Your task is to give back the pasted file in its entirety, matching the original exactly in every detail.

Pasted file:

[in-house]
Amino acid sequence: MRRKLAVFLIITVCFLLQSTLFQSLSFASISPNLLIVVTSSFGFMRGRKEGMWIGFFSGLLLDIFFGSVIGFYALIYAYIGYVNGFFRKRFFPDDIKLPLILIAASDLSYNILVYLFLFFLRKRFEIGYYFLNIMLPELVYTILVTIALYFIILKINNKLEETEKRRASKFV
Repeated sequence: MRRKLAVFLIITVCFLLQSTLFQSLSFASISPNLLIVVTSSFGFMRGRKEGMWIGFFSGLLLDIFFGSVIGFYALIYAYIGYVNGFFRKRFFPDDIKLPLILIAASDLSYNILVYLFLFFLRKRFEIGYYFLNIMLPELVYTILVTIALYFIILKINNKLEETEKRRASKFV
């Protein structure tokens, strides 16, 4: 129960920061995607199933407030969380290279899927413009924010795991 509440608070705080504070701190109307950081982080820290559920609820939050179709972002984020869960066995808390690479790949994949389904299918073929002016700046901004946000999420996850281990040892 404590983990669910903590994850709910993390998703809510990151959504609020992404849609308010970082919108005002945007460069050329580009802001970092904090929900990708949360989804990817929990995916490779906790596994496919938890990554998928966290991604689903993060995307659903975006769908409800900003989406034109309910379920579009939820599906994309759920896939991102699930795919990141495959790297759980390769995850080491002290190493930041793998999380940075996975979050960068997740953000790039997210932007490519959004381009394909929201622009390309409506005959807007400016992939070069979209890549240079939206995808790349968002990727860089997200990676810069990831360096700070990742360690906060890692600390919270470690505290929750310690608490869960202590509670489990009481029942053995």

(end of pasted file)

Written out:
[in-house]
Amino acid sequence: MRRKLAVFLIITVCFLLQSTLFQSLSFASISPNLLIVVTSSFGFMRGRKEGMWIGFFSGLLLDIFFGSVIGFYALIYAYIGYVNGFFRKRFFPDDIKLPLILIAASDLSYNILVYLFLFFLRKRFEIGYYFLNIMLPELVYTILVTIALYFIILKINNKLEETEKRRASKFV
Repeated sequence: MRRKLAVFLIITVCFLLQSTLFQSLSFASISPNLLIVVTSSFGFMRGRKEGMWIGFFSGLLLDIFFGSVIGFYALIYAYIGYVNGFFRKRFFPDDIKLPLILIAASDLSYNILVYLFLFFLRKRFEIGYYFLNIMLPELVYTILVTIALYFIILKINNKLEETEKRRASKFV
């Protein structure tokens, strides 16, 4: 129960920061995607199933407030969380290279899927413009924010795991 509440608070705080504070701190109307950081982080820290559920609820939050179709972002984020869960066995808390690479790949994949389904299918073929002016700046901004946000999420996850281990040892 404590983990669910903590994850709910993390998703809510990151959504609020992404849609308010970082919108005002945007460069050329580009802001970092904090929900990708949360989804990817929990995916490779906790596994496919938890990554998928966290991604689903993060995307659903975006769908409800900003989406034109309910379920579009939820599906994309759920896939991102699930795919990141495959790297759980390769995850080491002290190493930041793998999380940075996975979050960068997740953000790039997210932007490519959004381009394909929201622009390309409506005959807007400016992939070069979209890549240079939206995808790349968002990727860089997200990676810069990831360096700070990742360690906060890692600390919270470690505290929750310690608490869960202590509670489990009481029942053995």